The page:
Quiet Mowers: Cows are good for environment
By Amy Thomas
'Contrary to public perception, cows are quite useful to the environment. I know most think that cows are stinky creatures that make these unsightly paths through beautiful green fields.
There is some truth to that. And cows love wild onion, which makes their breath a little strong. They also burp a lot as part of their digestive process.
Cows have four compartments to their stomachs, which makes them very efficient at digesting grass. Cows will consume a lot of forage in a short period; they swallow without chewing.
When they are lounging, they burp up the consumed forage (cud) and chew it up good so it can be digested in another part of their stomach.
That is like a person enjoying a chocolate bar repeatedly.
Cows can be very good environmental helpers if managed properly. If cows are happy and healthy and the temperatures are not excessively high, they will graze for up to 10 hours a day. A tractor will not do that without gas.
When they are dry, their ideal outside temperature is 32 degrees. Keeping excessive leaf matter down can control some of the dangers of wildfires.
One cow can keep one acre of land mowed for a year with very little supplement. And a cow does not complain or rust in the rain.
While they are grazing, they are depositing fertilizer (manure and urine). Unlike horses, cows will distribute fertilizer over the entire field instead of leaving it all in one place. They walk and spread, just like those little red fertilizer- spreaders that you push around your yard.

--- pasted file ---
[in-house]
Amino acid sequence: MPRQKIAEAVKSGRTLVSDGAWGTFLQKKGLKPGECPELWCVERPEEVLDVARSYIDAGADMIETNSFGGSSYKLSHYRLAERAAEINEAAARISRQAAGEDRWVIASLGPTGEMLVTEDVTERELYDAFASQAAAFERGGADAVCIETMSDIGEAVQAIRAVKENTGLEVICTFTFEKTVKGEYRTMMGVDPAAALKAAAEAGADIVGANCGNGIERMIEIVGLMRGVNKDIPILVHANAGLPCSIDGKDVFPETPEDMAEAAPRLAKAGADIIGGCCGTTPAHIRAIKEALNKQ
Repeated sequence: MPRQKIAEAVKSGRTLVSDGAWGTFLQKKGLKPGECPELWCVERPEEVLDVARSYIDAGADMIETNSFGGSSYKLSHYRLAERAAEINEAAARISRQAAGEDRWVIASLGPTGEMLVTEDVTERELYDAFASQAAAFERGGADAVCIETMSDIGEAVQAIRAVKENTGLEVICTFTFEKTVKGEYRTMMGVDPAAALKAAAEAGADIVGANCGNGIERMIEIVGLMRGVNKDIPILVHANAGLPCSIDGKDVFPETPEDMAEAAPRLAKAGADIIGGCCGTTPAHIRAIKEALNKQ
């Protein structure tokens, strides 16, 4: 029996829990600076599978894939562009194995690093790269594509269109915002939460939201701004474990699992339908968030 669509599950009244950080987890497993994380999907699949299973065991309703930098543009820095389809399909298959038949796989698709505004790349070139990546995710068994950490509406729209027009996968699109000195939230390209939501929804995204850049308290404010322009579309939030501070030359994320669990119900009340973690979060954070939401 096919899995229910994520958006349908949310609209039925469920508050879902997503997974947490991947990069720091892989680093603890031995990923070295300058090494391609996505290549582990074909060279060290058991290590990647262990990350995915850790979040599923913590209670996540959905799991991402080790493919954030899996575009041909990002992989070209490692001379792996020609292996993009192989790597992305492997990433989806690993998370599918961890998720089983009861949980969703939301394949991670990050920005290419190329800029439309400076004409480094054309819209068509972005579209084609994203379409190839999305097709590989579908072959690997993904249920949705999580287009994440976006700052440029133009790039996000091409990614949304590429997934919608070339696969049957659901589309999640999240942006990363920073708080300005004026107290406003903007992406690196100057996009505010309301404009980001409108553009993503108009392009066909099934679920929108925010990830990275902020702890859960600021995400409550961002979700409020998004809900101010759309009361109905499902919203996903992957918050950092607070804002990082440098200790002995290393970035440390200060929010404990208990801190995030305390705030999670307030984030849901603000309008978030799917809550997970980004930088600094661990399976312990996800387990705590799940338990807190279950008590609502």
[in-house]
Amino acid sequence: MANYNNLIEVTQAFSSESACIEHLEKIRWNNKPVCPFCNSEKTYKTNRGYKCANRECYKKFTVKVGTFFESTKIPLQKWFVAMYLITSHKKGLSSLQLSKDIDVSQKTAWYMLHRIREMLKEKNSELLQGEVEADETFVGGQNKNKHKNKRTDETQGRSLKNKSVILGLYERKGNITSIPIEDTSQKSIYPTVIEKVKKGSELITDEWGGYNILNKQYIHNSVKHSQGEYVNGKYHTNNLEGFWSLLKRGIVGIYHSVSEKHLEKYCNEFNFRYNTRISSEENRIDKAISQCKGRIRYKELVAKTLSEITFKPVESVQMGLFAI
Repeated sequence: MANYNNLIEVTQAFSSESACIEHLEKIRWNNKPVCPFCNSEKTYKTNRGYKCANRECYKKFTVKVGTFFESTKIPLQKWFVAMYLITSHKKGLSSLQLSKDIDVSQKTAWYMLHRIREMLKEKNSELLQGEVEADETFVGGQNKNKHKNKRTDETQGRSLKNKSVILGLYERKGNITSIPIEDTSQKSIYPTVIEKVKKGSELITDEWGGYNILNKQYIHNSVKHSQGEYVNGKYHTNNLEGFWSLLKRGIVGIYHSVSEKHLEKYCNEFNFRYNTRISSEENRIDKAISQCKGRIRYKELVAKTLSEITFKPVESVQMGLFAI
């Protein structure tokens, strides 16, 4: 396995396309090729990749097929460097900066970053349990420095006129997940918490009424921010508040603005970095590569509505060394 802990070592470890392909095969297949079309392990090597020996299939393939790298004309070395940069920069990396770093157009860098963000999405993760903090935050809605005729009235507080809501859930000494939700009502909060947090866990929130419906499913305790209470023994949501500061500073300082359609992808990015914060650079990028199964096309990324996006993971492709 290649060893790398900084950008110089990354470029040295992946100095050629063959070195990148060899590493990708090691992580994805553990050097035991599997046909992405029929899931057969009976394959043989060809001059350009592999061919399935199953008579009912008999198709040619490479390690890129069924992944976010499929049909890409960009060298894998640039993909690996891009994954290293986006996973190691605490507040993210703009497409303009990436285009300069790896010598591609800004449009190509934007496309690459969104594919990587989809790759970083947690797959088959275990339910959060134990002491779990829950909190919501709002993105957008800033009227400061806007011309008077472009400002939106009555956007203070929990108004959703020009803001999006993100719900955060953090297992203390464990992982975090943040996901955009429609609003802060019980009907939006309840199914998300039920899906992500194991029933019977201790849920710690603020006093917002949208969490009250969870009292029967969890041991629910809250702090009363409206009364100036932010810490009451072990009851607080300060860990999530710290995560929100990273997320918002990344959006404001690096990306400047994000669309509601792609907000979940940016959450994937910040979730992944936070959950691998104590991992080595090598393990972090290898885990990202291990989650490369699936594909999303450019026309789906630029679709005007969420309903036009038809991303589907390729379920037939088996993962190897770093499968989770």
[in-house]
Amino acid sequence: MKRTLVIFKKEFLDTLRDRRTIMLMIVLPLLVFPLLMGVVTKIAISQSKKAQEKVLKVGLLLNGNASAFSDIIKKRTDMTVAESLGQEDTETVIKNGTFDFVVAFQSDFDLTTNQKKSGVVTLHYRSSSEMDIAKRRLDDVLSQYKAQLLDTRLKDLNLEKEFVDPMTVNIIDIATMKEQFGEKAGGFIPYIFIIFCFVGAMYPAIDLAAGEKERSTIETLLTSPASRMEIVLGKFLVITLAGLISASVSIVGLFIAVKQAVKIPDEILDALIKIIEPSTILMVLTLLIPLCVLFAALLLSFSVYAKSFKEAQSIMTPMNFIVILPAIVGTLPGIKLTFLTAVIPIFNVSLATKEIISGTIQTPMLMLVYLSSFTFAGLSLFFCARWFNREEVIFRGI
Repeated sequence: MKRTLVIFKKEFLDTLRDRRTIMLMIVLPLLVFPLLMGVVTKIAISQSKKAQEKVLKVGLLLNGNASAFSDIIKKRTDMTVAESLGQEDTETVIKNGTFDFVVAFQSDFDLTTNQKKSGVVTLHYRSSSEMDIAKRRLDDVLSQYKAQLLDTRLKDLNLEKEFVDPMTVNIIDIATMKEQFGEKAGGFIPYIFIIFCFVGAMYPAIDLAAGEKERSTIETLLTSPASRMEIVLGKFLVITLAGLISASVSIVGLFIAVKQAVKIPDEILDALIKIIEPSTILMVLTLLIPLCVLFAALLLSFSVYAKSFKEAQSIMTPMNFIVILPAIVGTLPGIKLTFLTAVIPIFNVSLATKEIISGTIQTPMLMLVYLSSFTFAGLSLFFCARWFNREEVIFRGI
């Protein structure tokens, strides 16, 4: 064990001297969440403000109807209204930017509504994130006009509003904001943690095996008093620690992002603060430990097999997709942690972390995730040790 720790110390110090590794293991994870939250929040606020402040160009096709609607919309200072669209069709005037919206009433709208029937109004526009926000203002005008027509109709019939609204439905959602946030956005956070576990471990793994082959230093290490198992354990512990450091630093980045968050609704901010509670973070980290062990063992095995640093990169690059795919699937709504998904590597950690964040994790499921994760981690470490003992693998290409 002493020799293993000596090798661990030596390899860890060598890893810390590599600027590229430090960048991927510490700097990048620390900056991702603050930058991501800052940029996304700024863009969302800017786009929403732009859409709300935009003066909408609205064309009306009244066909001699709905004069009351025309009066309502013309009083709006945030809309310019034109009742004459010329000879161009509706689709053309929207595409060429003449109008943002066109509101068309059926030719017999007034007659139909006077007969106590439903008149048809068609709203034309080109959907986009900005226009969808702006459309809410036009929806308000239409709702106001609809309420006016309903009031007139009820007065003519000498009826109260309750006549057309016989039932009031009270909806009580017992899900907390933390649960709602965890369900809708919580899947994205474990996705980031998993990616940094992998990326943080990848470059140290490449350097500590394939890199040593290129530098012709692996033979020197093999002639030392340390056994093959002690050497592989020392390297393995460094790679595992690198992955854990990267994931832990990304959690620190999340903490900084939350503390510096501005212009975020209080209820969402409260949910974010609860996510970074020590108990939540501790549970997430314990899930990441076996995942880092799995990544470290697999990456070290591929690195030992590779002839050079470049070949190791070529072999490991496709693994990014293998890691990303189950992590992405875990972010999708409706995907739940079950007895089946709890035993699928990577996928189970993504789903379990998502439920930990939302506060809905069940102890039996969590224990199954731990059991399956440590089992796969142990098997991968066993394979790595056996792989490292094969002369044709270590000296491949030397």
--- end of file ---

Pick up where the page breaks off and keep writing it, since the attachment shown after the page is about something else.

Cows' fertilizer is actually better than commercial fertilizers because it contains more carbon. Carbon makes it easier for plants to absorb the nutrients they need. Thus, cows are self-propelled premium-fertilizer spreaders.
When cows mosey across the green fields, their hooves act like aerators. This is good for the environment because it allows oxygen to get to the roots of the plant to help it grow. Also, if the ground is not aerated, a compaction layer or crust can form at the surface, which causes nutrients to run into the streams.
If I could compare a cow to a piece of mechanical equipment, it would be like a tractor with a 60-inch deck with an extra gas tank, a fertilizer attachment and an aerator attachment run by a robot. It would have to have emission controls.'
• Amy Thomas is an agent with the N.C. Cooperative Extension Service, she specializes in livestock for Forsyth and Stokes counties.